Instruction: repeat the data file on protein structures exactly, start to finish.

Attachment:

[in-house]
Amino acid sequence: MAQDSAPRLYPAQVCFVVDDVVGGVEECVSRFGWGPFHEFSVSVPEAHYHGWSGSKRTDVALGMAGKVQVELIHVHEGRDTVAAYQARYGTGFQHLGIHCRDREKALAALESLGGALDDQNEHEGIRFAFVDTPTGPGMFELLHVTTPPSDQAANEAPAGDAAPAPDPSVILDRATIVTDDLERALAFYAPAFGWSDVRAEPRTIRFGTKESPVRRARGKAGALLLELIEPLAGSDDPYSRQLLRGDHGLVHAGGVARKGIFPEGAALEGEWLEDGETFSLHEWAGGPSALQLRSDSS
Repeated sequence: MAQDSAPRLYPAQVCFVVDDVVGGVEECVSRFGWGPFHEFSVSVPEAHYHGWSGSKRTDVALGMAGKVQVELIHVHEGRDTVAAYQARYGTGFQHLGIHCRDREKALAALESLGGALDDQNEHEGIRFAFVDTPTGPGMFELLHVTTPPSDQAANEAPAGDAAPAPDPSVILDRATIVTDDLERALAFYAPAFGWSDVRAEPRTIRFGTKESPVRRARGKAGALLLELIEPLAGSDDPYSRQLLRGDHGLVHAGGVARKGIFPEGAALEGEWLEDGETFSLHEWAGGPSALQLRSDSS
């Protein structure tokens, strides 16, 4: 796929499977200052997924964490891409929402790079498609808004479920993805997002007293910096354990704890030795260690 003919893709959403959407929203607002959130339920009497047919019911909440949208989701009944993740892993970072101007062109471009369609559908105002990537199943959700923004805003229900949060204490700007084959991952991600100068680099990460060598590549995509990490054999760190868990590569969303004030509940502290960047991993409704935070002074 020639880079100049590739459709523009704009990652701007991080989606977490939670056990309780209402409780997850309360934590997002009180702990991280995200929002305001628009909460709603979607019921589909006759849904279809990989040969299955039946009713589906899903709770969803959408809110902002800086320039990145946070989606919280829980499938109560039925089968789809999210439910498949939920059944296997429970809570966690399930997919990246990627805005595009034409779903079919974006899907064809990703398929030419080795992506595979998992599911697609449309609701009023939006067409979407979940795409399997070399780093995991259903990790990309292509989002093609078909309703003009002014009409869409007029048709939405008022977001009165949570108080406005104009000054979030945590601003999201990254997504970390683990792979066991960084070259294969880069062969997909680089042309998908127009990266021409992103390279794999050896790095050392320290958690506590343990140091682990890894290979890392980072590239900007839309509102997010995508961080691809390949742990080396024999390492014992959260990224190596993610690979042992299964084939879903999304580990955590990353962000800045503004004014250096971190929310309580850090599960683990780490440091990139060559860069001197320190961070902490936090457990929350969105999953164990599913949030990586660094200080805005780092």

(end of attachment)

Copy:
[in-house]
Amino acid sequence: MAQDSAPRLYPAQVCFVVDDVVGGVEECVSRFGWGPFHEFSVSVPEAHYHGWSGSKRTDVALGMAGKVQVELIHVHEGRDTVAAYQARYGTGFQHLGIHCRDREKALAALESLGGALDDQNEHEGIRFAFVDTPTGPGMFELLHVTTPPSDQAANEAPAGDAAPAPDPSVILDRATIVTDDLERALAFYAPAFGWSDVRAEPRTIRFGTKESPVRRARGKAGALLLELIEPLAGSDDPYSRQLLRGDHGLVHAGGVARKGIFPEGAALEGEWLEDGETFSLHEWAGGPSALQLRSDSS
Repeated sequence: MAQDSAPRLYPAQVCFVVDDVVGGVEECVSRFGWGPFHEFSVSVPEAHYHGWSGSKRTDVALGMAGKVQVELIHVHEGRDTVAAYQARYGTGFQHLGIHCRDREKALAALESLGGALDDQNEHEGIRFAFVDTPTGPGMFELLHVTTPPSDQAANEAPAGDAAPAPDPSVILDRATIVTDDLERALAFYAPAFGWSDVRAEPRTIRFGTKESPVRRARGKAGALLLELIEPLAGSDDPYSRQLLRGDHGLVHAGGVARKGIFPEGAALEGEWLEDGETFSLHEWAGGPSALQLRSDSS
């Protein structure tokens, strides 16, 4: 796929499977200052997924964490891409929402790079498609808004479920993805997002007293910096354990704890030795260690 003919893709959403959407929203607002959130339920009497047919019911909440949208989701009944993740892993970072101007062109471009369609559908105002990537199943959700923004805003229900949060204490700007084959991952991600100068680099990460060598590549995509990490054999760190868990590569969303004030509940502290960047991993409704935070002074 020639880079100049590739459709523009704009990652701007991080989606977490939670056990309780209402409780997850309360934590997002009180702990991280995200929002305001628009909460709603979607019921589909006759849904279809990989040969299955039946009713589906899903709770969803959408809110902002800086320039990145946070989606919280829980499938109560039925089968789809999210439910498949939920059944296997429970809570966690399930997919990246990627805005595009034409779903079919974006899907064809990703398929030419080795992506595979998992599911697609449309609701009023939006067409979407979940795409399997070399780093995991259903990790990309292509989002093609078909309703003009002014009409869409007029048709939405008022977001009165949570108080406005104009000054979030945590601003999201990254997504970390683990792979066991960084070259294969880069062969997909680089042309998908127009990266021409992103390279794999050896790095050392320290958690506590343990140091682990890894290979890392980072590239900007839309509102997010995508961080691809390949742990080396024999390492014992959260990224190596993610690979042992299964084939879903999304580990955590990353962000800045503004004014250096971190929310309580850090599960683990780490440091990139060559860069001197320190961070902490936090457990929350969105999953164990599913949030990586660094200080805005780092």